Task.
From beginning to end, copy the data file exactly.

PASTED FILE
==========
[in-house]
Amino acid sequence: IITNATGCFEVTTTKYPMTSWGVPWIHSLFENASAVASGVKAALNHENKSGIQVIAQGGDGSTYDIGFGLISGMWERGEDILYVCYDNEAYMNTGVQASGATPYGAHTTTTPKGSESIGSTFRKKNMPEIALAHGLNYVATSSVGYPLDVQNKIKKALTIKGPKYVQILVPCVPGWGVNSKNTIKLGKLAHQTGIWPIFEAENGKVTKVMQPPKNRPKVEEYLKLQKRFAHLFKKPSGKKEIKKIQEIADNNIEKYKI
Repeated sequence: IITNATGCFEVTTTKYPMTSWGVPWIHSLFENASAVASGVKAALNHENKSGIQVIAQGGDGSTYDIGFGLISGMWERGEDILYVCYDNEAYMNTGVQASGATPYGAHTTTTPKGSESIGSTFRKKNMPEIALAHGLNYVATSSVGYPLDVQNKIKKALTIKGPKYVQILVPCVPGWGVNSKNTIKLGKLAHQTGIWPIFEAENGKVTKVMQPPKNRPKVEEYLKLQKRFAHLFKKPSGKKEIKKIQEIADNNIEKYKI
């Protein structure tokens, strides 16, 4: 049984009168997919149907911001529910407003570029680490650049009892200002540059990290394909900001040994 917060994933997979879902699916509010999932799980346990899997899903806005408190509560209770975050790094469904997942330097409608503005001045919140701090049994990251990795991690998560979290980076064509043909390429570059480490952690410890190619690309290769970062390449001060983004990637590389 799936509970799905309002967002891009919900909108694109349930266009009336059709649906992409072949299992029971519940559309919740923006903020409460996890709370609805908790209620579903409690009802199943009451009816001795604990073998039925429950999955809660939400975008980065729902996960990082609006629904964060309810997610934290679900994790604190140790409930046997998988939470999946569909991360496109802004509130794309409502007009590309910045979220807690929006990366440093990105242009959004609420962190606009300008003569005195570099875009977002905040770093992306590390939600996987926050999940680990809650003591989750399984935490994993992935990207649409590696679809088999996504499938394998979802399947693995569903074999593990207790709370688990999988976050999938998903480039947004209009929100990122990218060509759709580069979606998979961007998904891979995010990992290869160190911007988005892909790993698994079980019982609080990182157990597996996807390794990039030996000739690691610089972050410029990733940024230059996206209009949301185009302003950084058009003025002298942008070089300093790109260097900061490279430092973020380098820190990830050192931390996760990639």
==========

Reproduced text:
[in-house]
Amino acid sequence: IITNATGCFEVTTTKYPMTSWGVPWIHSLFENASAVASGVKAALNHENKSGIQVIAQGGDGSTYDIGFGLISGMWERGEDILYVCYDNEAYMNTGVQASGATPYGAHTTTTPKGSESIGSTFRKKNMPEIALAHGLNYVATSSVGYPLDVQNKIKKALTIKGPKYVQILVPCVPGWGVNSKNTIKLGKLAHQTGIWPIFEAENGKVTKVMQPPKNRPKVEEYLKLQKRFAHLFKKPSGKKEIKKIQEIADNNIEKYKI
Repeated sequence: IITNATGCFEVTTTKYPMTSWGVPWIHSLFENASAVASGVKAALNHENKSGIQVIAQGGDGSTYDIGFGLISGMWERGEDILYVCYDNEAYMNTGVQASGATPYGAHTTTTPKGSESIGSTFRKKNMPEIALAHGLNYVATSSVGYPLDVQNKIKKALTIKGPKYVQILVPCVPGWGVNSKNTIKLGKLAHQTGIWPIFEAENGKVTKVMQPPKNRPKVEEYLKLQKRFAHLFKKPSGKKEIKKIQEIADNNIEKYKI
């Protein structure tokens, strides 16, 4: 049984009168997919149907911001529910407003570029680490650049009892200002540059990290394909900001040994 917060994933997979879902699916509010999932799980346990899997899903806005408190509560209770975050790094469904997942330097409608503005001045919140701090049994990251990795991690998560979290980076064509043909390429570059480490952690410890190619690309290769970062390449001060983004990637590389 799936509970799905309002967002891009919900909108694109349930266009009336059709649906992409072949299992029971519940559309919740923006903020409460996890709370609805908790209620579903409690009802199943009451009816001795604990073998039925429950999955809660939400975008980065729902996960990082609006629904964060309810997610934290679900994790604190140790409930046997998988939470999946569909991360496109802004509130794309409502007009590309910045979220807690929006990366440093990105242009959004609420962190606009300008003569005195570099875009977002905040770093992306590390939600996987926050999940680990809650003591989750399984935490994993992935990207649409590696679809088999996504499938394998979802399947693995569903074999593990207790709370688990999988976050999938998903480039947004209009929100990122990218060509759709580069979606998979961007998904891979995010990992290869160190911007988005892909790993698994079980019982609080990182157990597996996807390794990039030996000739690691610089972050410029990733940024230059996206209009949301185009302003950084058009003025002298942008070089300093790109260097900061490279430092973020380098820190990830050192931390996760990639």